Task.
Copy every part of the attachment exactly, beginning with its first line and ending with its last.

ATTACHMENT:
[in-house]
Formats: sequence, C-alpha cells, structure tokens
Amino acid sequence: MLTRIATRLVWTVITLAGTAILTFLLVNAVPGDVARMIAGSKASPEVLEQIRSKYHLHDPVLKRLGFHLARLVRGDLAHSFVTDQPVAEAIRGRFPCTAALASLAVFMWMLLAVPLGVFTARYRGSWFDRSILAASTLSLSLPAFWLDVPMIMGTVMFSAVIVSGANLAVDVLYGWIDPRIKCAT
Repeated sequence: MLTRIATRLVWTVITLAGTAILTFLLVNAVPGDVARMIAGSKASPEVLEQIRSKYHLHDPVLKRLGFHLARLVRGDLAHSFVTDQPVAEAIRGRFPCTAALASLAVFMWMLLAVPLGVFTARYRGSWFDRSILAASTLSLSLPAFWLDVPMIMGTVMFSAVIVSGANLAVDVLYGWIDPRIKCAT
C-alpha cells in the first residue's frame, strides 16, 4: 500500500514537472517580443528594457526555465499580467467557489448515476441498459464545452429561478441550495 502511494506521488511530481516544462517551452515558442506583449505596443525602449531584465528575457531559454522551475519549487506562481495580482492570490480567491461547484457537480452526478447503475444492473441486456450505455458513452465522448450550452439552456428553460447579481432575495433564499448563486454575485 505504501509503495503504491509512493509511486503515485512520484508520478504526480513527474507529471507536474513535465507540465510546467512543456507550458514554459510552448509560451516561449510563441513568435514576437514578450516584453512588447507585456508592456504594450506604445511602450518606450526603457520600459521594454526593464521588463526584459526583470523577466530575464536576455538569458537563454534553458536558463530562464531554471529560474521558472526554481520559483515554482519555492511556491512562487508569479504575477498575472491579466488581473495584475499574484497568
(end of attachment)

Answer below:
[in-house]
Formats: sequence, C-alpha cells, structure tokens
Amino acid sequence: MLTRIATRLVWTVITLAGTAILTFLLVNAVPGDVARMIAGSKASPEVLEQIRSKYHLHDPVLKRLGFHLARLVRGDLAHSFVTDQPVAEAIRGRFPCTAALASLAVFMWMLLAVPLGVFTARYRGSWFDRSILAASTLSLSLPAFWLDVPMIMGTVMFSAVIVSGANLAVDVLYGWIDPRIKCAT
Repeated sequence: MLTRIATRLVWTVITLAGTAILTFLLVNAVPGDVARMIAGSKASPEVLEQIRSKYHLHDPVLKRLGFHLARLVRGDLAHSFVTDQPVAEAIRGRFPCTAALASLAVFMWMLLAVPLGVFTARYRGSWFDRSILAASTLSLSLPAFWLDVPMIMGTVMFSAVIVSGANLAVDVLYGWIDPRIKCAT
C-alpha cells in the first residue's frame, strides 16, 4: 500500500514537472517580443528594457526555465499580467467557489448515476441498459464545452429561478441550495 502511494506521488511530481516544462517551452515558442506583449505596443525602449531584465528575457531559454522551475519549487506562481495580482492570490480567491461547484457537480452526478447503475444492473441486456450505455458513452465522448450550452439552456428553460447579481432575495433564499448563486454575485 505504501509503495503504491509512493509511486503515485512520484508520478504526480513527474507529471507536474513535465507540465510546467512543456507550458514554459510552448509560451516561449510563441513568435514576437514578450516584453512588447507585456508592456504594450506604445511602450518606450526603457520600459521594454526593464521588463526584459526583470523577466530575464536576455538569458537563454534553458536558463530562464531554471529560474521558472526554481520559483515554482519555492511556491512562487508569479504575477498575472491579466488581473495584475499574484497568